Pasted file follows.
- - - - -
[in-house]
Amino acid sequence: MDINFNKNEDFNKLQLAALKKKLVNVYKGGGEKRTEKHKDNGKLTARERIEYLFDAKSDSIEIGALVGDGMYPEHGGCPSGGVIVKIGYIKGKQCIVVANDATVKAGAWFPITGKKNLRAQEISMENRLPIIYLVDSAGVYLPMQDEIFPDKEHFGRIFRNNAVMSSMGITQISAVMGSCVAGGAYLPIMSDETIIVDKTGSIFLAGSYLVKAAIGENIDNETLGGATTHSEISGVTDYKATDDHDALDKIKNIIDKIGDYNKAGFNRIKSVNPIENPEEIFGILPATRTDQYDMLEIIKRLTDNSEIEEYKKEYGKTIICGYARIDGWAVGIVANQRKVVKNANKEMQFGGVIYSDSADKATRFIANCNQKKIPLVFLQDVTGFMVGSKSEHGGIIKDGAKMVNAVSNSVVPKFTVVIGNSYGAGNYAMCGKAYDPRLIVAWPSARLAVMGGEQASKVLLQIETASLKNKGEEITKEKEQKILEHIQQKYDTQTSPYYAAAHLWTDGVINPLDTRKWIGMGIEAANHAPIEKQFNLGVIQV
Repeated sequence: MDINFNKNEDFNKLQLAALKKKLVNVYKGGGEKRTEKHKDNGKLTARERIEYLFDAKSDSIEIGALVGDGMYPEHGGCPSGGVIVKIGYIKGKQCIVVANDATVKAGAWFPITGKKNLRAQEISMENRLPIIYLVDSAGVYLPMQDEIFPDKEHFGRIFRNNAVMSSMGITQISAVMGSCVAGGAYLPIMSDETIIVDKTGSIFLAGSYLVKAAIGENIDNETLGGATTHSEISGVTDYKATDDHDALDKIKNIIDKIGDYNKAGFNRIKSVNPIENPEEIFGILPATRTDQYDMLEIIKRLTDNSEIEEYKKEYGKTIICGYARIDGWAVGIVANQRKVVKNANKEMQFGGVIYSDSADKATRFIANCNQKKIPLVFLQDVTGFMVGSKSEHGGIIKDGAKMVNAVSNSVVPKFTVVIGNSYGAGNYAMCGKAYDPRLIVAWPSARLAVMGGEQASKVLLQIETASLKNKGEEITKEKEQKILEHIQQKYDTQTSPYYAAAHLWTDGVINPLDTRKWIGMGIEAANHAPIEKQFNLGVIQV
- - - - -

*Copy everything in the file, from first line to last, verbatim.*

[in-house]
Amino acid sequence: MDINFNKNEDFNKLQLAALKKKLVNVYKGGGEKRTEKHKDNGKLTARERIEYLFDAKSDSIEIGALVGDGMYPEHGGCPSGGVIVKIGYIKGKQCIVVANDATVKAGAWFPITGKKNLRAQEISMENRLPIIYLVDSAGVYLPMQDEIFPDKEHFGRIFRNNAVMSSMGITQISAVMGSCVAGGAYLPIMSDETIIVDKTGSIFLAGSYLVKAAIGENIDNETLGGATTHSEISGVTDYKATDDHDALDKIKNIIDKIGDYNKAGFNRIKSVNPIENPEEIFGILPATRTDQYDMLEIIKRLTDNSEIEEYKKEYGKTIICGYARIDGWAVGIVANQRKVVKNANKEMQFGGVIYSDSADKATRFIANCNQKKIPLVFLQDVTGFMVGSKSEHGGIIKDGAKMVNAVSNSVVPKFTVVIGNSYGAGNYAMCGKAYDPRLIVAWPSARLAVMGGEQASKVLLQIETASLKNKGEEITKEKEQKILEHIQQKYDTQTSPYYAAAHLWTDGVINPLDTRKWIGMGIEAANHAPIEKQFNLGVIQV
Repeated sequence: MDINFNKNEDFNKLQLAALKKKLVNVYKGGGEKRTEKHKDNGKLTARERIEYLFDAKSDSIEIGALVGDGMYPEHGGCPSGGVIVKIGYIKGKQCIVVANDATVKAGAWFPITGKKNLRAQEISMENRLPIIYLVDSAGVYLPMQDEIFPDKEHFGRIFRNNAVMSSMGITQISAVMGSCVAGGAYLPIMSDETIIVDKTGSIFLAGSYLVKAAIGENIDNETLGGATTHSEISGVTDYKATDDHDALDKIKNIIDKIGDYNKAGFNRIKSVNPIENPEEIFGILPATRTDQYDMLEIIKRLTDNSEIEEYKKEYGKTIICGYARIDGWAVGIVANQRKVVKNANKEMQFGGVIYSDSADKATRFIANCNQKKIPLVFLQDVTGFMVGSKSEHGGIIKDGAKMVNAVSNSVVPKFTVVIGNSYGAGNYAMCGKAYDPRLIVAWPSARLAVMGGEQASKVLLQIETASLKNKGEEITKEKEQKILEHIQQKYDTQTSPYYAAAHLWTDGVINPLDTRKWIGMGIEAANHAPIEKQFNLGVIQV